Enrichment and Inspiration for Beta Sigma Phi Sisters from Marilyn Ross
As Heard at the Michigan Convention -- Grand Rapids, 1947
By Mrs. Clayton Hoffman - Director of Alpha Chapter
(Paraphrased by Marilyn Ross)
In the fairy tales of our childhood, the fairy godmother always had a magic word which, if you would speak it with just the right intonation, would get you what you wanted. Beta Sigma Phi's founders chose three magic words when they named us, and if we give these three words our serious attention, they will help us attain what we want most-to make the most of ourselves, to realize all that we have it in us to be.
Our first letter, Beta, stands for the Greek word meaning life-the same word we have in biology, a study of life, or biography, a writing about a life. Everyone admits that life is a marvelous, important and valuable thing, but no one understands it. We put a brown bulb into the black earth and it performs a miracle. It sends up a green shoot which bears a red blossom. The black cow eats the green grass and turns it into white milk and yellow cream.
Although no scientist yet understands life, here we are in possession of this wonderful gift. Some people do not appreciate the gift, but blithely destroy their lives and make themselves old before their time by wrong methods of living or destructive emotional sprees. How can we make life the healthful, happy, confidant, prosperous thing that God meant it to be?
Alfred Adler, a great psychologist, tells us that our basic motivation is to be important. We want to make some impression in the world, to receive attention. This is a marvelous instinct; it makes people work hard and try to do big things. But, like all of our instincts, it can be used in the wrong way. We honk our horns impatiently in traffic; we get ill just to get attention; and sometimes we criticize others, thinking we shall appear greater ourselves.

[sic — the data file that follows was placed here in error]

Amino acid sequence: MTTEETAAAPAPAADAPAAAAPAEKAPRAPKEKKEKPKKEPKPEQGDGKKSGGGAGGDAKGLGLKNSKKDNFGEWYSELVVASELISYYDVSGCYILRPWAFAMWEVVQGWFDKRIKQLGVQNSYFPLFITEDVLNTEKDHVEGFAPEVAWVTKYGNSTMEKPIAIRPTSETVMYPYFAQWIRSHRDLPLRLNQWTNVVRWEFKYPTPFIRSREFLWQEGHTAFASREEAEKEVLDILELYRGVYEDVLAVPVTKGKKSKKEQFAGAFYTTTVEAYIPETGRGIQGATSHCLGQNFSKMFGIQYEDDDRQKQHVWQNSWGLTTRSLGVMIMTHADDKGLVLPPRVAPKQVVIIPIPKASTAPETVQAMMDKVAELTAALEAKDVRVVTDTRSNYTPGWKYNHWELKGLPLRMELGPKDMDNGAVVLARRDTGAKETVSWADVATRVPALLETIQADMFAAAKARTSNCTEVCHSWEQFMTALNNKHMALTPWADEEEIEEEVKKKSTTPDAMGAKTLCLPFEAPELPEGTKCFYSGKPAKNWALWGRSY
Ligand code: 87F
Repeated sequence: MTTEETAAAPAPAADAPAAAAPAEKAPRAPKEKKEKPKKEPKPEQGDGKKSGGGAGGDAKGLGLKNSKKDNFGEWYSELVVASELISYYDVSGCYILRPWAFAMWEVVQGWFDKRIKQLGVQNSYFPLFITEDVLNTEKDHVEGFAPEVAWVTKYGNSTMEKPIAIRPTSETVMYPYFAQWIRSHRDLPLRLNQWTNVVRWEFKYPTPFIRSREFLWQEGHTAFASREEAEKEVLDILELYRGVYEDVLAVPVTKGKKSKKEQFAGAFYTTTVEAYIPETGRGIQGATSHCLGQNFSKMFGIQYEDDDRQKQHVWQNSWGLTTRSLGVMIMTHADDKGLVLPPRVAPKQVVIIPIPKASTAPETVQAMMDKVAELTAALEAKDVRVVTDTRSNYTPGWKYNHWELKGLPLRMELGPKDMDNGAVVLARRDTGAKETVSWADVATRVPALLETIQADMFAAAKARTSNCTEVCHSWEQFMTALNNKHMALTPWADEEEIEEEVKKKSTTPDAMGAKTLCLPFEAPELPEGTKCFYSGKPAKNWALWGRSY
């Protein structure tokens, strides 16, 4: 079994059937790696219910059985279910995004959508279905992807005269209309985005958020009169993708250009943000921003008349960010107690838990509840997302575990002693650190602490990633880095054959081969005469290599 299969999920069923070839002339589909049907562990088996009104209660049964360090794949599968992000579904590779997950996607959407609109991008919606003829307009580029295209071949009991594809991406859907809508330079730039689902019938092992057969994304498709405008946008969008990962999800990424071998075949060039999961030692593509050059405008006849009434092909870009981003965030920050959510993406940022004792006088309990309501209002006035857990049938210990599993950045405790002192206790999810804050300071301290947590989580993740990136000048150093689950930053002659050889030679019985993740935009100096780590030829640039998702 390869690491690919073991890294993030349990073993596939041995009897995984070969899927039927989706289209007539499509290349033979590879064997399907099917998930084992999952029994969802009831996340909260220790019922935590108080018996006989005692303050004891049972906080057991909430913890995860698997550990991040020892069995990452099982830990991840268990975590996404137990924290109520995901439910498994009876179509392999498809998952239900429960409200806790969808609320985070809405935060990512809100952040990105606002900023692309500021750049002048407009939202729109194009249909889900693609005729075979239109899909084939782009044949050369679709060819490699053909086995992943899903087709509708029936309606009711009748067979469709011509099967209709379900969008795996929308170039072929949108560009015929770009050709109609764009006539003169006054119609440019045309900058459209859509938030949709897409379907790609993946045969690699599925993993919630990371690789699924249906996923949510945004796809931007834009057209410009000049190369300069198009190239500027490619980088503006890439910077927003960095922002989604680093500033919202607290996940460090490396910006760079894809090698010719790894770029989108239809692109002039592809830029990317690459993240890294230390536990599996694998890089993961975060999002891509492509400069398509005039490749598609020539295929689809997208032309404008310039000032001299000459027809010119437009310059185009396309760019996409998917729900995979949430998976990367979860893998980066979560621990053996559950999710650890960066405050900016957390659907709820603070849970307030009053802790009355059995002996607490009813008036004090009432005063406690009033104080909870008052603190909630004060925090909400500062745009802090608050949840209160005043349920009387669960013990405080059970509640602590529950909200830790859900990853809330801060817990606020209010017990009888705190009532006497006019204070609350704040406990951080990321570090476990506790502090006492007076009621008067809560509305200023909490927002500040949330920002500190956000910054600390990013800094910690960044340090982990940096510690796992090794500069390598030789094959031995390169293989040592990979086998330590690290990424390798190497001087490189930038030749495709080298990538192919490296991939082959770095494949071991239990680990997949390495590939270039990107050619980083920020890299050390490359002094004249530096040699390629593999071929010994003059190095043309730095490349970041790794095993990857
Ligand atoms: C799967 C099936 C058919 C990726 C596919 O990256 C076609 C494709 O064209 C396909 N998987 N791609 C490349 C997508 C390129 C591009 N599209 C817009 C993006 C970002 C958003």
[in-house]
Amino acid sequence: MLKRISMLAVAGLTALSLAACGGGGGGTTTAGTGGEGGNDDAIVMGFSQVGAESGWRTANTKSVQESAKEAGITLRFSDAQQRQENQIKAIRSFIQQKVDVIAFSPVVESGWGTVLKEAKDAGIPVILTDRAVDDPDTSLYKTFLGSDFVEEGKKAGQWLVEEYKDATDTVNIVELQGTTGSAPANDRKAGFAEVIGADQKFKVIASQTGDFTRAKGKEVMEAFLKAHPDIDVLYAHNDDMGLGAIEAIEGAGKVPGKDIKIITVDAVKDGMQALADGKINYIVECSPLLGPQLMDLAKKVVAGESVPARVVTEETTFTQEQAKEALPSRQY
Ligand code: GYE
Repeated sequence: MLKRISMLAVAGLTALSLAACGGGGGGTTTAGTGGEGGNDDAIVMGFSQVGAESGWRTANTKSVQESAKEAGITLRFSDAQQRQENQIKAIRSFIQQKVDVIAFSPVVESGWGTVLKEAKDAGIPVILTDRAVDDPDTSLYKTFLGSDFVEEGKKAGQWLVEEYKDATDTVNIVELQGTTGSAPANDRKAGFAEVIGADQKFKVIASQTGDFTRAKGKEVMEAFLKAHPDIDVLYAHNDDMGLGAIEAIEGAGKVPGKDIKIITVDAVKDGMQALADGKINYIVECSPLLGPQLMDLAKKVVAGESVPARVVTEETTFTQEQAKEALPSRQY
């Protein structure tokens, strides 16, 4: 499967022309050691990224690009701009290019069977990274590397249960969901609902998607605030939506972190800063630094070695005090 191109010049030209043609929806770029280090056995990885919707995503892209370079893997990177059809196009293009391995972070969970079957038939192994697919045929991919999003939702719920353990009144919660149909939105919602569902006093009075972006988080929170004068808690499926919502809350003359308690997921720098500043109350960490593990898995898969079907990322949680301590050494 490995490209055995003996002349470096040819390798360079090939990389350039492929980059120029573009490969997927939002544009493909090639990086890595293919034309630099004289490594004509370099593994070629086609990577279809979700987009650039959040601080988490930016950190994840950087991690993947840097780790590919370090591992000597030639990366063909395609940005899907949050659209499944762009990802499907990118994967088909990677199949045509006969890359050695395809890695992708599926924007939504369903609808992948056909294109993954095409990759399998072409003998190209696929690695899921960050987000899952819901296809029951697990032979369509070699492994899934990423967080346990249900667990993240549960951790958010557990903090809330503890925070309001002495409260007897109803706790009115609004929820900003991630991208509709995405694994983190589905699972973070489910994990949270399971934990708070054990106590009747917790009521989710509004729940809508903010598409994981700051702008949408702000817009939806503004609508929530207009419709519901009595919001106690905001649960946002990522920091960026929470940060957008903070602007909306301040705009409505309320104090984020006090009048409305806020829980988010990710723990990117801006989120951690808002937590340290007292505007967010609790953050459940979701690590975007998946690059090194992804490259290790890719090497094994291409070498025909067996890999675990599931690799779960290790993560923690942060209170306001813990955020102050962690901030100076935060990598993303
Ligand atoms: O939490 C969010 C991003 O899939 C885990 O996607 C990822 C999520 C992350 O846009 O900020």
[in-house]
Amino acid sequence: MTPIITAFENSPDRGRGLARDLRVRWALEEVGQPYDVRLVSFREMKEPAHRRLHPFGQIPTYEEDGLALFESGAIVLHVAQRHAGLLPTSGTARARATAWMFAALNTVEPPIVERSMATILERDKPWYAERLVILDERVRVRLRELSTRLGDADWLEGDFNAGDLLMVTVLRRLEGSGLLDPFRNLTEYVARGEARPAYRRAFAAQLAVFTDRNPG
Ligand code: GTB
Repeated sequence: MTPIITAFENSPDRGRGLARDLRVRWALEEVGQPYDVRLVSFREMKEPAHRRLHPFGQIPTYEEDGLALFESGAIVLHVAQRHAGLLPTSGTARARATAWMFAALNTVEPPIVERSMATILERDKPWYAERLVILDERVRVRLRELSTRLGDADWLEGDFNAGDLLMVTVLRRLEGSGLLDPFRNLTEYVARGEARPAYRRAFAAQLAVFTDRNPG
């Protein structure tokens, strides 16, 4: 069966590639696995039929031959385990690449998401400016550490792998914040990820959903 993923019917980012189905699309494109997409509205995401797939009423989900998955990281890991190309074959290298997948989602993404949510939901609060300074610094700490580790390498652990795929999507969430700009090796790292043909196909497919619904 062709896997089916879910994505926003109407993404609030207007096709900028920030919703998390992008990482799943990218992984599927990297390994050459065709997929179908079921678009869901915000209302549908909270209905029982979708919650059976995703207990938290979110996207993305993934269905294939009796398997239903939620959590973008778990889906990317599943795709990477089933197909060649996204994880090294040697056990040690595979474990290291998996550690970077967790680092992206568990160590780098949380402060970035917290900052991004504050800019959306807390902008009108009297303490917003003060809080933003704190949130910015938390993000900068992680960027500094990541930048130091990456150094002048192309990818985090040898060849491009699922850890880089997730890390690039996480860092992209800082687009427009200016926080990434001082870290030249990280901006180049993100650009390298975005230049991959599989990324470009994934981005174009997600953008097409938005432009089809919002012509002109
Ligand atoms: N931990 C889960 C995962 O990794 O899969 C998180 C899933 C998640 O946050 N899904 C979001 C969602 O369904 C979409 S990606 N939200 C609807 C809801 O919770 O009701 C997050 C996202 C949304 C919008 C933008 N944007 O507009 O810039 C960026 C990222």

The right way to express this desire to be important is through our work. If we think of work as drudgery, if we resist and hate it, living only for pay-day and vacation, we shall be tired and unhappy. But if we consider work our self-expression, our contribution, our way of being important, looking for the interesting and useful things about it, we can be so happy that the pay comes as so much velvet and vacations are just incidental.
Each of us should give a program about happiness, the goal most of us seek. We try in so many ways to be happy. We think that if we could get a high-salaried position, or get married, or become famous, or travel, then we could be happy. I was reared in the country and I remember that everyone around us, including my own father, was trying to save money enough to move into town and be happy. Now that I live in town, I have friends who are trying to save money so they can get "a little place in the country." Of course the answer is, begin now to be happy with what you have, where you are. Enjoy this golden moment!
Our second letter, Sigma, stands for knowledge. Emerson has said, "Education is not to make me seem greater to the world, but to make the world seem greater to me." The more we know about literature, art, music, and science, the greater the world seems to us. Why are most learned people the most humble people? It is because the more they know, the more they see there is to know; they see that knowledge is boundless and their capacity is limited. The law of the Universe is growth and progress. When we are not working with the law we feel unhappy, inferior and discontented. We must keep on studying! How much broader and fuller our lives are if we have an appreciation of the riches which are ours in knowledge. We cannot afford to use our minds for less than worthwhile things.
These two things, a feeling of making our contribution to the world, and the increasing of our knowledge, are two long steps toward happiness. But happiness shared is happiness doubled. And this brings us to our third letter, Phi, which stands for friendship. Perhaps the greatest need in the world today is for people to feel their oneness with each other, to know that when they hurt others they hurt themselves, and when they help others they help themselves because we are all one. "You are members one of another and the eye cannot say to the hand I have no need of you." In our sorority, we feel this oneness with each other; each member's interest becomes the interest of all, and each member's need, the need of all. We begin to realize the meaning of cooperation. When men can carry this feeling into international relationships, there will be no more war.